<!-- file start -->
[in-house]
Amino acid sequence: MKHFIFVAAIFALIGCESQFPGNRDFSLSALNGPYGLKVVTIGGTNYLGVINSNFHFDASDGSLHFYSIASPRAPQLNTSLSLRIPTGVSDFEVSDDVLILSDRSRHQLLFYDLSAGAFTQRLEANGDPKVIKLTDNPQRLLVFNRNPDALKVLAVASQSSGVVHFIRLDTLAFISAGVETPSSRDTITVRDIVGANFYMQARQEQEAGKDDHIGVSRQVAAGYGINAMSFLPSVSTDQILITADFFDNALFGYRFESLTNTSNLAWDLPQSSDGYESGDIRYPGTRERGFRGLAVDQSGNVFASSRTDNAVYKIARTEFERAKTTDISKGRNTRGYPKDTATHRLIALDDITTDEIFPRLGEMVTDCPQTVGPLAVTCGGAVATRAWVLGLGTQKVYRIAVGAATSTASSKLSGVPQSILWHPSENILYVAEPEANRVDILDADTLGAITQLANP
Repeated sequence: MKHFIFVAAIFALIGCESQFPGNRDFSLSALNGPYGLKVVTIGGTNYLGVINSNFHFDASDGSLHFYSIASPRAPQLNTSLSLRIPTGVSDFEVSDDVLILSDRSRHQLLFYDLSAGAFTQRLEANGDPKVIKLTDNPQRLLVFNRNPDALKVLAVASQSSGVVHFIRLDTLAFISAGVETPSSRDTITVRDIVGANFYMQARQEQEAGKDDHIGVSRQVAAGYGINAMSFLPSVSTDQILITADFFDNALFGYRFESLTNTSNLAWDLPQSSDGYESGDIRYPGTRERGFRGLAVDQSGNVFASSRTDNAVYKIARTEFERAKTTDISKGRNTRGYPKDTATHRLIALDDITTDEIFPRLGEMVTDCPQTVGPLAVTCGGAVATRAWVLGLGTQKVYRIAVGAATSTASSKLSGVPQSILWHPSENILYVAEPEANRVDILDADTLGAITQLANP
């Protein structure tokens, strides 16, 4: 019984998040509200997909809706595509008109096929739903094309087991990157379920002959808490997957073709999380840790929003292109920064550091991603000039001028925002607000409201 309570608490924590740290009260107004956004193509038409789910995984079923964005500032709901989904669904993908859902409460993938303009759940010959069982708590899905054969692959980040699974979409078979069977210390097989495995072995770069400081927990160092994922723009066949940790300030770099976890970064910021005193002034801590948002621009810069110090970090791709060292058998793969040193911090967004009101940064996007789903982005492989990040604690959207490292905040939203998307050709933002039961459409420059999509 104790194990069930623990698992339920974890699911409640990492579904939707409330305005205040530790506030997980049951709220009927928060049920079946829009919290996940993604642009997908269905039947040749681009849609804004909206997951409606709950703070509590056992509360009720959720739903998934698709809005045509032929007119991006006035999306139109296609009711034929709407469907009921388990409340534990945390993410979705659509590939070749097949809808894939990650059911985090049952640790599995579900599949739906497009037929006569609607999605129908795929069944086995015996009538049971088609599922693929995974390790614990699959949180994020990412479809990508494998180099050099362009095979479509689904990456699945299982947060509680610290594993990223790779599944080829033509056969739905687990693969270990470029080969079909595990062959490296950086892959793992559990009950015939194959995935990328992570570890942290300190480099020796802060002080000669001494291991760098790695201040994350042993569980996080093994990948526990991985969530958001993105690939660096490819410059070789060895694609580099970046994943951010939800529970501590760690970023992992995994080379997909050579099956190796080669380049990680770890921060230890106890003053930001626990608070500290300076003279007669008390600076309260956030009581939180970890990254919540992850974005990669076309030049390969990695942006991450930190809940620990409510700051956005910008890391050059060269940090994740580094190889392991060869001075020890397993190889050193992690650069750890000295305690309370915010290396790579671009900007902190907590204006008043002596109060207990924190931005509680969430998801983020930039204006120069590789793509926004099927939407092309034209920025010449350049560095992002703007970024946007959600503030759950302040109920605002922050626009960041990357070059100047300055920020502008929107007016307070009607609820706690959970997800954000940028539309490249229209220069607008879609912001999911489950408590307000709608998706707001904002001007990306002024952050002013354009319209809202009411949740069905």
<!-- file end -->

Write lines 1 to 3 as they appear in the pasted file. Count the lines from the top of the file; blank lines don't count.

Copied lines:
[in-house]
Amino acid sequence: MKHFIFVAAIFALIGCESQFPGNRDFSLSALNGPYGLKVVTIGGTNYLGVINSNFHFDASDGSLHFYSIASPRAPQLNTSLSLRIPTGVSDFEVSDDVLILSDRSRHQLLFYDLSAGAFTQRLEANGDPKVIKLTDNPQRLLVFNRNPDALKVLAVASQSSGVVHFIRLDTLAFISAGVETPSSRDTITVRDIVGANFYMQARQEQEAGKDDHIGVSRQVAAGYGINAMSFLPSVSTDQILITADFFDNALFGYRFESLTNTSNLAWDLPQSSDGYESGDIRYPGTRERGFRGLAVDQSGNVFASSRTDNAVYKIARTEFERAKTTDISKGRNTRGYPKDTATHRLIALDDITTDEIFPRLGEMVTDCPQTVGPLAVTCGGAVATRAWVLGLGTQKVYRIAVGAATSTASSKLSGVPQSILWHPSENILYVAEPEANRVDILDADTLGAITQLANP
Repeated sequence: MKHFIFVAAIFALIGCESQFPGNRDFSLSALNGPYGLKVVTIGGTNYLGVINSNFHFDASDGSLHFYSIASPRAPQLNTSLSLRIPTGVSDFEVSDDVLILSDRSRHQLLFYDLSAGAFTQRLEANGDPKVIKLTDNPQRLLVFNRNPDALKVLAVASQSSGVVHFIRLDTLAFISAGVETPSSRDTITVRDIVGANFYMQARQEQEAGKDDHIGVSRQVAAGYGINAMSFLPSVSTDQILITADFFDNALFGYRFESLTNTSNLAWDLPQSSDGYESGDIRYPGTRERGFRGLAVDQSGNVFASSRTDNAVYKIARTEFERAKTTDISKGRNTRGYPKDTATHRLIALDDITTDEIFPRLGEMVTDCPQTVGPLAVTCGGAVATRAWVLGLGTQKVYRIAVGAATSTASSKLSGVPQSILWHPSENILYVAEPEANRVDILDADTLGAITQLANP